Arrigo Sacchi is famous for being one of the more innovative European football managers in the game with AC Milan in the lat 1980s, but he’s also well-known for his response to questions over his credentials to manager football as someone who never played the game professionally: “I never realised that in order to become a jockey you have to have been a horse first.”

It stands to reason there may be more jockeys and fewer horses managing football clubs in Europe over the next couple of decades. Take for example Juergen Klopp’s approach to coaching, using nothing more than intensive video review:

For me the best analysis is to watch the game again. I know it’s very old fashioned. Tape in, forward and rewind, forward and rewind…a thousand times…spent 5 or 6 hours on a 90 minute game. I haven’t been able to do it any faster. But to be clear: this was my education, no book or seminars or anything from renowned trainers. 10 games a week and I usually started before breakfast.

Improvement in football viewing experiences for the layman or woman at home may give prospective managers even more insight into on-field actions. Moreover, improvements in data-gathering technology will allow them to measure their visual impressions against the available data, or even track it themselves.

It means that a dedicated viewer at home could pick apart a single 90 minute match, make a reasoned diagnosis, and figure out what he might tell his or her players to improve on their performance, or how the team could improve as a whole. In the meantime, perhaps UEFA might make basic, on-line coaching courses available for a nominal fee to interested amateurs.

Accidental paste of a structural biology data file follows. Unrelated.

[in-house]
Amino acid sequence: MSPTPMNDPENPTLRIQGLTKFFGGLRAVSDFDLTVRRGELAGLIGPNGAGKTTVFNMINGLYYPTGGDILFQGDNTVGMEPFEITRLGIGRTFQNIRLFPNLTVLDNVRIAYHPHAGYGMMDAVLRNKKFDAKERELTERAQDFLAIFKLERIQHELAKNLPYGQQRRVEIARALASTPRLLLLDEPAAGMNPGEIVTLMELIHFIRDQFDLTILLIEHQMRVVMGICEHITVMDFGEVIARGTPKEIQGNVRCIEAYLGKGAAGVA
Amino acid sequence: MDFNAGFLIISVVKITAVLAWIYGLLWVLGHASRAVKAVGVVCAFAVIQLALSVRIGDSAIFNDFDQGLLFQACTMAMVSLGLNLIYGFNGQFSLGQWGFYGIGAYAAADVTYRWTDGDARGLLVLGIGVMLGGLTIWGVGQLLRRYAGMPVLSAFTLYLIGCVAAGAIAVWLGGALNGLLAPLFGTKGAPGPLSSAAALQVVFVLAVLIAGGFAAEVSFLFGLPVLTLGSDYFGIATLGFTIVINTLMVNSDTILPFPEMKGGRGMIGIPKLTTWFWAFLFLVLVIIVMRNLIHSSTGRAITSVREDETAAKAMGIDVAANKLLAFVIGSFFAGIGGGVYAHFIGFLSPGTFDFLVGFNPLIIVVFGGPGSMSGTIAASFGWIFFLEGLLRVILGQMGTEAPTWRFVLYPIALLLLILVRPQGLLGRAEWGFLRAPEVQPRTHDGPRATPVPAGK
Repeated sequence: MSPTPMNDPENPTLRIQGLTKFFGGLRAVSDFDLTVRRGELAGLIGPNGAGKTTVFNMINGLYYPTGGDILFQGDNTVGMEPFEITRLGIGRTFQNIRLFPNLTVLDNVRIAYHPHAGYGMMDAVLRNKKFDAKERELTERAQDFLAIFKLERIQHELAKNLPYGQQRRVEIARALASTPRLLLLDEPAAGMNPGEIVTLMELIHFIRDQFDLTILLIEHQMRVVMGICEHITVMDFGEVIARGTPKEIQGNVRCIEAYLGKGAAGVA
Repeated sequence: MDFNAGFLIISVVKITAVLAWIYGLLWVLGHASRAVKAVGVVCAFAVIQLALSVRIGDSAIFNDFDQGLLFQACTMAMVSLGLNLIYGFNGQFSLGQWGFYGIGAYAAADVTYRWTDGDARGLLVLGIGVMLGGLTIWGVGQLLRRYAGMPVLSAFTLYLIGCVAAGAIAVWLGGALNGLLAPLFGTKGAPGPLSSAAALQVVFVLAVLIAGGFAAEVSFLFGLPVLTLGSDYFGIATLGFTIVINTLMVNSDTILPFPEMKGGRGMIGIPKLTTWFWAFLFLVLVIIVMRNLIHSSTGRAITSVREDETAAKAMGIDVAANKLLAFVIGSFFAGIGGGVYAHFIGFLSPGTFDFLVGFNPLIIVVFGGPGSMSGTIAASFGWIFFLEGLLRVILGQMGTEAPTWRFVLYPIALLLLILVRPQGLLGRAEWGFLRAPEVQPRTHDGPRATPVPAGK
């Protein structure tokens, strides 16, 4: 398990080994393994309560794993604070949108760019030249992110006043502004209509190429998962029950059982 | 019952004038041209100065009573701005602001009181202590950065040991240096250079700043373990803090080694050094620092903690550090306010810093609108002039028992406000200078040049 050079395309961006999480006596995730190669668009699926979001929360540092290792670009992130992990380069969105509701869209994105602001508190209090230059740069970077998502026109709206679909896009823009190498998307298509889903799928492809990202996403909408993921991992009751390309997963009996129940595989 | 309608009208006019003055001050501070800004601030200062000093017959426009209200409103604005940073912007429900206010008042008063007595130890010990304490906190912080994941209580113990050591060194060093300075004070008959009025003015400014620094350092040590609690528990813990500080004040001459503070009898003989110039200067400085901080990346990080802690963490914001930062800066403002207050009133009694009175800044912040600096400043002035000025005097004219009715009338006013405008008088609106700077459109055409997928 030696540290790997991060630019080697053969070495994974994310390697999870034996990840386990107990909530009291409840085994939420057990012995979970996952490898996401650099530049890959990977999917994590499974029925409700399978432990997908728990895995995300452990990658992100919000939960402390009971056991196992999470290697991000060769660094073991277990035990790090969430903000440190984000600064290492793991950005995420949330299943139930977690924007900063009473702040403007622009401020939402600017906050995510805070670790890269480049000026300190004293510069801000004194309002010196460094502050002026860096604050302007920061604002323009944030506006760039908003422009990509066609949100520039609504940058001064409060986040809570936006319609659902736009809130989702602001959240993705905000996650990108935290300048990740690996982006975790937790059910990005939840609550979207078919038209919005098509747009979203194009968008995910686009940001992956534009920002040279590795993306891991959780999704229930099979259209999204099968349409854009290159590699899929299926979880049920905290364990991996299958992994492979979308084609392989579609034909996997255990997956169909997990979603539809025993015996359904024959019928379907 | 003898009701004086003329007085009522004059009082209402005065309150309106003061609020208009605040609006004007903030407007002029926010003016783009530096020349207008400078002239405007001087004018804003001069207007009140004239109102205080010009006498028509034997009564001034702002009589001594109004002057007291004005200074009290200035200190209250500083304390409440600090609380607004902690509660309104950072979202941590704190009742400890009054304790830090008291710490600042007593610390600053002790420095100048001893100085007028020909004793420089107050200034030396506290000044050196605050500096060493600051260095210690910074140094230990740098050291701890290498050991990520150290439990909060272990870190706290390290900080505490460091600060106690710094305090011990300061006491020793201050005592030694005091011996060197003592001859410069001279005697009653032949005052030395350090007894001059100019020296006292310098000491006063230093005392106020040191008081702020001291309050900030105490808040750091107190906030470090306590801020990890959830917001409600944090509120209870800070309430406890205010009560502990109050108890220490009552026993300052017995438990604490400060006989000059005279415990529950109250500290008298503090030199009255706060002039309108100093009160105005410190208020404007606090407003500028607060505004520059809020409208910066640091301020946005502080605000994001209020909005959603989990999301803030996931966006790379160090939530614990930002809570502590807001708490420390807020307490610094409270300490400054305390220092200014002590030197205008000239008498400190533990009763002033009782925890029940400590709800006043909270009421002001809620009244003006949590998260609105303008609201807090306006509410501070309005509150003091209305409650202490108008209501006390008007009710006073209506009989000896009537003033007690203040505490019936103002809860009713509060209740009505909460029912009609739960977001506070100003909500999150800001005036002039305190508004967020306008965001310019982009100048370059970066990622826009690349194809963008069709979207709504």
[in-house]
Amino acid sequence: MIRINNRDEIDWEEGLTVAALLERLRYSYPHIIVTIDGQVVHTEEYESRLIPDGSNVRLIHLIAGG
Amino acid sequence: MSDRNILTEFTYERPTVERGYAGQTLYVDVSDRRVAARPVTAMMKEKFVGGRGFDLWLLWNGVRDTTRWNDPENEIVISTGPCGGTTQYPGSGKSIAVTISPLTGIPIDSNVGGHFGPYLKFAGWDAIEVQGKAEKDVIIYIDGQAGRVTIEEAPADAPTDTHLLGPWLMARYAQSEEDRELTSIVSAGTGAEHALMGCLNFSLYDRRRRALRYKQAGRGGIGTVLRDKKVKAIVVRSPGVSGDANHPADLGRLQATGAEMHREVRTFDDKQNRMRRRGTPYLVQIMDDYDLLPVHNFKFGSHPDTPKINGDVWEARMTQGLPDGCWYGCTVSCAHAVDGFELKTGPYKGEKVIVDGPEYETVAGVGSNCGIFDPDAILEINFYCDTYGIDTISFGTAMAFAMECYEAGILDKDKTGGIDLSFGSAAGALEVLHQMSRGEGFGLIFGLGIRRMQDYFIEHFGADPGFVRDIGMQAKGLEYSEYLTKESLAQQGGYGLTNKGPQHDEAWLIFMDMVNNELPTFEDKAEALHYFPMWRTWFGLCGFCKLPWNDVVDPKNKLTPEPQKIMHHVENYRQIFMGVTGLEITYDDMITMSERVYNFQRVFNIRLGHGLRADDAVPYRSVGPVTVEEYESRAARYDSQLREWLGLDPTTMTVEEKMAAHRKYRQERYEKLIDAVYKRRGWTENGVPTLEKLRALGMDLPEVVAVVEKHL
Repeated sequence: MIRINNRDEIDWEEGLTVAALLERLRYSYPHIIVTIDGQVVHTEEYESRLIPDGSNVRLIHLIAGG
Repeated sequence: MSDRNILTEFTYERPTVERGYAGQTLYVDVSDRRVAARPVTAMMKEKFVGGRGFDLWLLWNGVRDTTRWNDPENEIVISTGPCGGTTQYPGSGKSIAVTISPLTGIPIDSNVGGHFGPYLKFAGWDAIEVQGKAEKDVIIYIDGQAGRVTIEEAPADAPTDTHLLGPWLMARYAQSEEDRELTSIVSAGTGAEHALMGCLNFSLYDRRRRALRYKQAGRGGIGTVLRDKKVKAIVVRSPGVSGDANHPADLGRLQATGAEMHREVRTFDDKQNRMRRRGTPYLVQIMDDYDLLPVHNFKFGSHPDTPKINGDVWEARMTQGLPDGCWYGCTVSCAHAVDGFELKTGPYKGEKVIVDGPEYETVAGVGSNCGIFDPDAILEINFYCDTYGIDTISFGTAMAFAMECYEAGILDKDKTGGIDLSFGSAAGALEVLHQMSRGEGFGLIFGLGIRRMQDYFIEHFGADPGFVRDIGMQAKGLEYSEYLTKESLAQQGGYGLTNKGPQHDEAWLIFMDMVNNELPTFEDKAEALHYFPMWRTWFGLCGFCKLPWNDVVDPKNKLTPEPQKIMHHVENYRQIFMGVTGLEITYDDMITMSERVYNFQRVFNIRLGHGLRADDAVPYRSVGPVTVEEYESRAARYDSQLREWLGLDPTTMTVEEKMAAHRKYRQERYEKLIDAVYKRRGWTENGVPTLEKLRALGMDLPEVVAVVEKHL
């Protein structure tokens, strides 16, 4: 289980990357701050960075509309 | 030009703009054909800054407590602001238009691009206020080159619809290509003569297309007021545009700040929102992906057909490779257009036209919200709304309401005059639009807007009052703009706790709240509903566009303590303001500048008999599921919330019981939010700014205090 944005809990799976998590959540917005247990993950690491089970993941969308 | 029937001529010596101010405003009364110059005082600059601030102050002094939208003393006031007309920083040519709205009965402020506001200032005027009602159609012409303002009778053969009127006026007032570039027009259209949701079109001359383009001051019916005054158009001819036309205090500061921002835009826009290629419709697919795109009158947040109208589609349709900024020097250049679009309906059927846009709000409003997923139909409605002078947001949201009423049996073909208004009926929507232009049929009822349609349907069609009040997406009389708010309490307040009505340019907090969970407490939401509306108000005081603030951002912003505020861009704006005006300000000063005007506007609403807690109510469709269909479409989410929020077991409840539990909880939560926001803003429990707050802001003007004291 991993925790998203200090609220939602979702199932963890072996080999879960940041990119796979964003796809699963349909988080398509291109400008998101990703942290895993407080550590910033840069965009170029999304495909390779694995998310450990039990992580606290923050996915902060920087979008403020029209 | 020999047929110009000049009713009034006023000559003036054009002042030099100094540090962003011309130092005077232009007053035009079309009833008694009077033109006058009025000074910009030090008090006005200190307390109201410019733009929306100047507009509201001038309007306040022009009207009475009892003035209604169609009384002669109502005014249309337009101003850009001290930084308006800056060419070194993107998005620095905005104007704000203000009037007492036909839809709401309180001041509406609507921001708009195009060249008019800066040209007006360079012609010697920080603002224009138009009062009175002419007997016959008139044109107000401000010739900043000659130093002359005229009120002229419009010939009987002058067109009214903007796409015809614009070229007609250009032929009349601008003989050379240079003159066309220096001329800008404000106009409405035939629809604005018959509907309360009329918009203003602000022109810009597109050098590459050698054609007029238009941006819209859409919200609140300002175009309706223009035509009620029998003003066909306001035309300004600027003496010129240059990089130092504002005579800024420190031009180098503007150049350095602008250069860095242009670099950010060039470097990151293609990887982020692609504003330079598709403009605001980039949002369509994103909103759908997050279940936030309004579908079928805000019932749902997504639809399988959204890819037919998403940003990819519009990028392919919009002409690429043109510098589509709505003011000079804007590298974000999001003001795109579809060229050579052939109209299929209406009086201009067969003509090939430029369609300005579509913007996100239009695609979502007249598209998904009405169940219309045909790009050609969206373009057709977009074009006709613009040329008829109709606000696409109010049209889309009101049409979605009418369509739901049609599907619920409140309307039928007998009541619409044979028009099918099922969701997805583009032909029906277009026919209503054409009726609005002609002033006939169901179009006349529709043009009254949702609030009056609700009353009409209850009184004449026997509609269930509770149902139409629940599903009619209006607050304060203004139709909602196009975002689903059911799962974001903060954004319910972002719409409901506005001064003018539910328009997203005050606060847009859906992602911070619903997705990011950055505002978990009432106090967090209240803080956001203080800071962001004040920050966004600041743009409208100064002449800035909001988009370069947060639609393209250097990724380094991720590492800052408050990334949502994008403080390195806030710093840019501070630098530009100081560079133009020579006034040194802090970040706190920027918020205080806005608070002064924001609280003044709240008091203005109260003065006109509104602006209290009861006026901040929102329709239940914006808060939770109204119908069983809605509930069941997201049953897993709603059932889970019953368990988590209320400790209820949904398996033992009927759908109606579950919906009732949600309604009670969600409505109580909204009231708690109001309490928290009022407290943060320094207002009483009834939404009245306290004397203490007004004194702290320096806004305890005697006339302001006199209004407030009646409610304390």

Ideally, this could eventually spell a greater influx of those outside the professional player mill as prospective managers.

There are some obvious criticisms to address: first, no matter of education and access to visual and data resources can make up for ineffable qualities like leadership. But this would apply to anyone interested in coaching or management, whether they’re a former player or not.

Then there’s the question of how can someone who knows nothing about what it’s like to play football tell born-and-bred footballers what to do on a football pitch?

As someone from the professional classical music realm, this has never made sense to me. Some of the greatest orchestras in the world are conducted by people who can’t play a single instrument or sing in tune if their life depended on it. Some of the most gorgeous music ever recorded was written by music scholars who cannot play the instruments for which they compose. They are deeply musical people nonetheless.

This distinction has yet to reach the football world, and it’s to its detriment. The lower-leagues in England for example are a wasteland of failed manager’s whose tenuous grip on the game is characterized by a life of careerism and opportunities well-taken. Meanwhile , an entire class of people from all walks of life are denied an opportunity to make their stamp on a game loved and understood by far more than play it.

As technology improves and as coaching and theory becomes more widely-available, that could change.